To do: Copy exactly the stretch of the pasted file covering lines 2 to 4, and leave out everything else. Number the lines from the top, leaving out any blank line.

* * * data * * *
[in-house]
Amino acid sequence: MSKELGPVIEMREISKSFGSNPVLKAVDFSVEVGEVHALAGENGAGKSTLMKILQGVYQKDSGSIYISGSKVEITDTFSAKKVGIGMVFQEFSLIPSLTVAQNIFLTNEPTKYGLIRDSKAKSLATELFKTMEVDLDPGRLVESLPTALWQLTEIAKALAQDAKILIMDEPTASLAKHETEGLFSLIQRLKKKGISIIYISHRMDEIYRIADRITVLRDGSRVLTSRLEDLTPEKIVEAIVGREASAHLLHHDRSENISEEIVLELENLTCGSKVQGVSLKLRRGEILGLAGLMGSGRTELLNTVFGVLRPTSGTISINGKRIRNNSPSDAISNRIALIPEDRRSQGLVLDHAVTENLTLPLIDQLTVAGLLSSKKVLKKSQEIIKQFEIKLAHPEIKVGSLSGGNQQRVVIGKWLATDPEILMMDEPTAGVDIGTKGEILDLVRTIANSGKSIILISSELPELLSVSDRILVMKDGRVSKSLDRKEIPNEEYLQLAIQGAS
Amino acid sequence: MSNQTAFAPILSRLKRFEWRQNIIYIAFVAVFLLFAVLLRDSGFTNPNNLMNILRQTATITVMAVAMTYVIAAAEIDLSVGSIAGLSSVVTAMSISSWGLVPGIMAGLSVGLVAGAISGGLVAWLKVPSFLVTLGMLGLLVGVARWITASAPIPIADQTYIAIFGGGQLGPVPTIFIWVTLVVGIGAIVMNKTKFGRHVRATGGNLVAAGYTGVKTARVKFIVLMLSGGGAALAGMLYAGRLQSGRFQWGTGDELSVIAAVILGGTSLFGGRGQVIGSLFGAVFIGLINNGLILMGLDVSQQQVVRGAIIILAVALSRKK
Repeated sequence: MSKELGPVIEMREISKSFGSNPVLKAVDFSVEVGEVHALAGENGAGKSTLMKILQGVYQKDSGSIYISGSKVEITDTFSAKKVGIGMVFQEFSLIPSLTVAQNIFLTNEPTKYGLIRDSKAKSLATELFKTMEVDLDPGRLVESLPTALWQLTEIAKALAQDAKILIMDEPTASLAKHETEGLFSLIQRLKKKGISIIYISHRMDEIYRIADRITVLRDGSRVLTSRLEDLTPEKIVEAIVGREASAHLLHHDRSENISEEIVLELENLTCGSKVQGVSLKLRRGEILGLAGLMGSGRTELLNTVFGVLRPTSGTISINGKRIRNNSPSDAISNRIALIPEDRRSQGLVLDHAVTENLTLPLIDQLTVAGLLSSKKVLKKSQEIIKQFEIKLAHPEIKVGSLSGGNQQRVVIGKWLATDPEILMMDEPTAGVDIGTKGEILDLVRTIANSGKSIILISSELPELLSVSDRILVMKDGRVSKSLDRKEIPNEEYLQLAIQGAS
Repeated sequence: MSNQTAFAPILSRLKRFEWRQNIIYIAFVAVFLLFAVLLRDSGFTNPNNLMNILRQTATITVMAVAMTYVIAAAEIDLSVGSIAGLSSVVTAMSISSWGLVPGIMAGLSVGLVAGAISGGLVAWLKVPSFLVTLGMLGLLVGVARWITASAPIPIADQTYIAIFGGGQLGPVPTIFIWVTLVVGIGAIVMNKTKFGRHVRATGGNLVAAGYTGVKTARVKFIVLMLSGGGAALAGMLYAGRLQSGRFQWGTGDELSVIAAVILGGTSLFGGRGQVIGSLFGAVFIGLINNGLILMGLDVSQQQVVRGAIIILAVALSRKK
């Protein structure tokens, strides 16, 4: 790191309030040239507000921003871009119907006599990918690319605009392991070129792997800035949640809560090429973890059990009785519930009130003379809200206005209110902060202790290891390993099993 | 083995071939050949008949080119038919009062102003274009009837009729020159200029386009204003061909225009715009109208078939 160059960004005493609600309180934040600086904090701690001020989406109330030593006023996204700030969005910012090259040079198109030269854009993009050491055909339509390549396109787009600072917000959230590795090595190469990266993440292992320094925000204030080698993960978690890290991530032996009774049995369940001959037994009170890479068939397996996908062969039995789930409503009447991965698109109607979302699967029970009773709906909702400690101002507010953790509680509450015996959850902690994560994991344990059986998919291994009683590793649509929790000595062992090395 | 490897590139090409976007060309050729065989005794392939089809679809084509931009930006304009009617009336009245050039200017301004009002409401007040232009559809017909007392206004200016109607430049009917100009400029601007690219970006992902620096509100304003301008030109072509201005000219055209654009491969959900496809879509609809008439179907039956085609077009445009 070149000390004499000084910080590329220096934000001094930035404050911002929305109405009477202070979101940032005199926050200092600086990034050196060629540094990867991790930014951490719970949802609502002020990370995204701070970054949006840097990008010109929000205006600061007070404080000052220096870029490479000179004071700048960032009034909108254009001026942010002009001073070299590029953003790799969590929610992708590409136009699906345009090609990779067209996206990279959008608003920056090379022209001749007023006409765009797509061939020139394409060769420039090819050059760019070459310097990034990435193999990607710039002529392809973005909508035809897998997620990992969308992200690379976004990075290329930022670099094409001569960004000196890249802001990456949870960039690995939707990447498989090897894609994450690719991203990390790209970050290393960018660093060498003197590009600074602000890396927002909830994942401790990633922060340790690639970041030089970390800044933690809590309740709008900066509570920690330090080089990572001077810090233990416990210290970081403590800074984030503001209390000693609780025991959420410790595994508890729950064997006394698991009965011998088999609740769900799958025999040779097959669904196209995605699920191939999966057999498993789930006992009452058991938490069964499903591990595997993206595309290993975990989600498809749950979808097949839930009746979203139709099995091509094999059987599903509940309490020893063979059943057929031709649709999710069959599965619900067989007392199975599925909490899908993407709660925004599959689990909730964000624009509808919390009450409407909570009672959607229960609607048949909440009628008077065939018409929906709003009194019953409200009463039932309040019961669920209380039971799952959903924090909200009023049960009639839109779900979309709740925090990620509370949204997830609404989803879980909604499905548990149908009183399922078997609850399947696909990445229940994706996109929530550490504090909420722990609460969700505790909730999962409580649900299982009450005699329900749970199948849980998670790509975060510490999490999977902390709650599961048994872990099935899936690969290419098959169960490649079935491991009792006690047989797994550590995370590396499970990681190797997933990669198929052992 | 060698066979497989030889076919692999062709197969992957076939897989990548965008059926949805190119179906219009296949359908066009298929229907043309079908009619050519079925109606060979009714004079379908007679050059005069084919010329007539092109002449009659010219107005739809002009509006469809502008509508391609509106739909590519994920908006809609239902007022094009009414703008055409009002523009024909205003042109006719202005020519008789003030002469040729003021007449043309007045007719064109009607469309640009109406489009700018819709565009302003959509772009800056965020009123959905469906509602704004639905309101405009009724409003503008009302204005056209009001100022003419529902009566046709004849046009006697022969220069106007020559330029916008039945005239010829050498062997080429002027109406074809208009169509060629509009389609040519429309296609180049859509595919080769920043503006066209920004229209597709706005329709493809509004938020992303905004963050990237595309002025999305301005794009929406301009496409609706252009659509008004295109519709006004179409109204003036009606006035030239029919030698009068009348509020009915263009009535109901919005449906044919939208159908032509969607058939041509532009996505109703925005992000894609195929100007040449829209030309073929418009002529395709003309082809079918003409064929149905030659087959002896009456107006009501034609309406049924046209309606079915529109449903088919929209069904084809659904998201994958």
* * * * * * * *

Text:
Amino acid sequence: MSKELGPVIEMREISKSFGSNPVLKAVDFSVEVGEVHALAGENGAGKSTLMKILQGVYQKDSGSIYISGSKVEITDTFSAKKVGIGMVFQEFSLIPSLTVAQNIFLTNEPTKYGLIRDSKAKSLATELFKTMEVDLDPGRLVESLPTALWQLTEIAKALAQDAKILIMDEPTASLAKHETEGLFSLIQRLKKKGISIIYISHRMDEIYRIADRITVLRDGSRVLTSRLEDLTPEKIVEAIVGREASAHLLHHDRSENISEEIVLELENLTCGSKVQGVSLKLRRGEILGLAGLMGSGRTELLNTVFGVLRPTSGTISINGKRIRNNSPSDAISNRIALIPEDRRSQGLVLDHAVTENLTLPLIDQLTVAGLLSSKKVLKKSQEIIKQFEIKLAHPEIKVGSLSGGNQQRVVIGKWLATDPEILMMDEPTAGVDIGTKGEILDLVRTIANSGKSIILISSELPELLSVSDRILVMKDGRVSKSLDRKEIPNEEYLQLAIQGAS
Amino acid sequence: MSNQTAFAPILSRLKRFEWRQNIIYIAFVAVFLLFAVLLRDSGFTNPNNLMNILRQTATITVMAVAMTYVIAAAEIDLSVGSIAGLSSVVTAMSISSWGLVPGIMAGLSVGLVAGAISGGLVAWLKVPSFLVTLGMLGLLVGVARWITASAPIPIADQTYIAIFGGGQLGPVPTIFIWVTLVVGIGAIVMNKTKFGRHVRATGGNLVAAGYTGVKTARVKFIVLMLSGGGAALAGMLYAGRLQSGRFQWGTGDELSVIAAVILGGTSLFGGRGQVIGSLFGAVFIGLINNGLILMGLDVSQQQVVRGAIIILAVALSRKK
Repeated sequence: MSKELGPVIEMREISKSFGSNPVLKAVDFSVEVGEVHALAGENGAGKSTLMKILQGVYQKDSGSIYISGSKVEITDTFSAKKVGIGMVFQEFSLIPSLTVAQNIFLTNEPTKYGLIRDSKAKSLATELFKTMEVDLDPGRLVESLPTALWQLTEIAKALAQDAKILIMDEPTASLAKHETEGLFSLIQRLKKKGISIIYISHRMDEIYRIADRITVLRDGSRVLTSRLEDLTPEKIVEAIVGREASAHLLHHDRSENISEEIVLELENLTCGSKVQGVSLKLRRGEILGLAGLMGSGRTELLNTVFGVLRPTSGTISINGKRIRNNSPSDAISNRIALIPEDRRSQGLVLDHAVTENLTLPLIDQLTVAGLLSSKKVLKKSQEIIKQFEIKLAHPEIKVGSLSGGNQQRVVIGKWLATDPEILMMDEPTAGVDIGTKGEILDLVRTIANSGKSIILISSELPELLSVSDRILVMKDGRVSKSLDRKEIPNEEYLQLAIQGAS